Bakersfield: Medical Cannabis Regulation is a Chance to Create Local Revenue

Esposito

Medical cannabis patients in Bakersfield may be in luck come mayoral elections in June. Since the city’s current Mayor Bill Harvey expressed that he will not be running for a fifth term, Bakersfield Now reports that 25 candidates have stepped up with intent of filling his place. Among those candidates is T.J. Esposito, a Bakersfield native who hopes to regulate medical cannabis for a safer and more effective local market.

Unlike other candidates running to become Bakersfield’s next mayor, Esposito grew up in a rougher setting and feels he knows the city and all its different aspects. With 15 years of experience in the medical cannabis field, Esposito sees that not all collectives within the city are worth keeping and stated that it is time for “real collectives to open in the city that are run by real professionals.” CULTURE spoke briefly with Esposito on his views on cannabis and how he plans to regulate the plant for patients.

“When it comes to using marijuana as an alternative medicine, it is absolutely the patient’s choice. As long as a doctor has recommended it to a patient, no government person or agency should interfere with a doctors’ treatment to a sick patient, as long as the doctor is following the law,” Esposito told CULTURE.  Although the prospective mayor believes strongly that medical cannabis should be readily available for patients, he wanted to make it clear that he does not plan on regulating cannabis for the sake of collective owners, “I am not doing all of this work and making all of this noise because I’m pro ‘weed shop’ I’m working for the community and the patients that choose marijuana as medication,” stated Esposito.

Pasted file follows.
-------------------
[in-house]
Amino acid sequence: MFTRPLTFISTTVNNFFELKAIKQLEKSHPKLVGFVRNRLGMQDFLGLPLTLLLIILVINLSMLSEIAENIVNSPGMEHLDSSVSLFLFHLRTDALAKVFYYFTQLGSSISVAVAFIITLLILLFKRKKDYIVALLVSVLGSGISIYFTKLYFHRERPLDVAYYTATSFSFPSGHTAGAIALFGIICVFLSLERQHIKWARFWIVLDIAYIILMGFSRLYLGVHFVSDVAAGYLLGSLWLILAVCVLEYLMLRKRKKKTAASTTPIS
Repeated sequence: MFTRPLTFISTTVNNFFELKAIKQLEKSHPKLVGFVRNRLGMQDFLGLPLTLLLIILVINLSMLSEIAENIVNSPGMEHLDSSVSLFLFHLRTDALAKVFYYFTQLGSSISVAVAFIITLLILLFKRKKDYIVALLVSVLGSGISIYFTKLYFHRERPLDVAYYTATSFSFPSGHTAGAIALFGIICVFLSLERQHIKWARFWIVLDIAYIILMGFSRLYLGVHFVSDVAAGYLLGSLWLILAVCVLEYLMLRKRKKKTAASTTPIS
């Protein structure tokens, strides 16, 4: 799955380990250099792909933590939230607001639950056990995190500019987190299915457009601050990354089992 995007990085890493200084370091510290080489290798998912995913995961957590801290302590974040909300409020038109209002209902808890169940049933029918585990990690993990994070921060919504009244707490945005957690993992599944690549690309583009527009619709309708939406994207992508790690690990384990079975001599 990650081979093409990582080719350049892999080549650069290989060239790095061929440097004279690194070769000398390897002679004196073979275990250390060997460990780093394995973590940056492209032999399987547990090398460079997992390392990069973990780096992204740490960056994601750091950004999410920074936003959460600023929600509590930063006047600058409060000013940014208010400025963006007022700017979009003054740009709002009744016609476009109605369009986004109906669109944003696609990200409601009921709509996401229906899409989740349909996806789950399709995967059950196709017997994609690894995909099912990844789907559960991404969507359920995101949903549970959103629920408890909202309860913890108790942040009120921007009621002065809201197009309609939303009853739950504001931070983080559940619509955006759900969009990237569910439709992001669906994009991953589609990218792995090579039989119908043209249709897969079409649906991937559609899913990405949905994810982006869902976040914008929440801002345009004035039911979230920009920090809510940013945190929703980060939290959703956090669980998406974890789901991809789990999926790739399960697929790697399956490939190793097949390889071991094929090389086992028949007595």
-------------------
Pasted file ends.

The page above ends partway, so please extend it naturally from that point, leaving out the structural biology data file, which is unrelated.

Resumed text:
As Bakersfield is in much need of an economic boost, Esposito also sees cannabis regulation as a chance to create local revenue. Esposito stated, “If we look at successful cities like Denver, we can learn a lot of lessons . . . Denver is thriving, the parks, the schools and small businesses are at an all-time high. Not to mention crime is down and tax money is flowing. Marijuana has really become an asset for that city and I believe it could be an asset for our city, if regulated properly.”

Currently 100 collectives in operation in Bakersfield and Esposito hopes to bring that number down to 20 or 30 to create a more professional and tight-knit cannabis community that is safe and effective for all of the city’s citizens.

 

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